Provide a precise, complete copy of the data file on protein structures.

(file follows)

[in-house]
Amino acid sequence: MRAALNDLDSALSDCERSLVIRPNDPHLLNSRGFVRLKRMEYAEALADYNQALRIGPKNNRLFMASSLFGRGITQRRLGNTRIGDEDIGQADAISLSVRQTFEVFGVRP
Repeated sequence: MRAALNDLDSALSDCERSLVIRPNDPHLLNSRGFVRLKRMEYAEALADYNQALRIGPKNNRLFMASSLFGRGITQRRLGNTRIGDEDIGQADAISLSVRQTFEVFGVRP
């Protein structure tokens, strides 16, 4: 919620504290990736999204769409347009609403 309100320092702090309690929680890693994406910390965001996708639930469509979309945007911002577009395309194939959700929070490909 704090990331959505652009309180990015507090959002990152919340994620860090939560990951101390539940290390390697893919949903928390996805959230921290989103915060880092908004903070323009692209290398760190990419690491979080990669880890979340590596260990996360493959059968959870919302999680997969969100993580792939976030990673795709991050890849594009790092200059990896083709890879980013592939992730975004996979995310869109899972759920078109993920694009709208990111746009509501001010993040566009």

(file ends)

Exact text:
[in-house]
Amino acid sequence: MRAALNDLDSALSDCERSLVIRPNDPHLLNSRGFVRLKRMEYAEALADYNQALRIGPKNNRLFMASSLFGRGITQRRLGNTRIGDEDIGQADAISLSVRQTFEVFGVRP
Repeated sequence: MRAALNDLDSALSDCERSLVIRPNDPHLLNSRGFVRLKRMEYAEALADYNQALRIGPKNNRLFMASSLFGRGITQRRLGNTRIGDEDIGQADAISLSVRQTFEVFGVRP
């Protein structure tokens, strides 16, 4: 919620504290990736999204769409347009609403 309100320092702090309690929680890693994406910390965001996708639930469509979309945007911002577009395309194939959700929070490909 704090990331959505652009309180990015507090959002990152919340994620860090939560990951101390539940290390390697893919949903928390996805959230921290989103915060880092908004903070323009692209290398760190990419690491979080990669880890979340590596260990996360493959059968959870919302999680997969969100993580792939976030990673795709991050890849594009790092200059990896083709890879980013592939992730975004996979995310869109899972759920078109993920694009709208990111746009509501001010993040566009």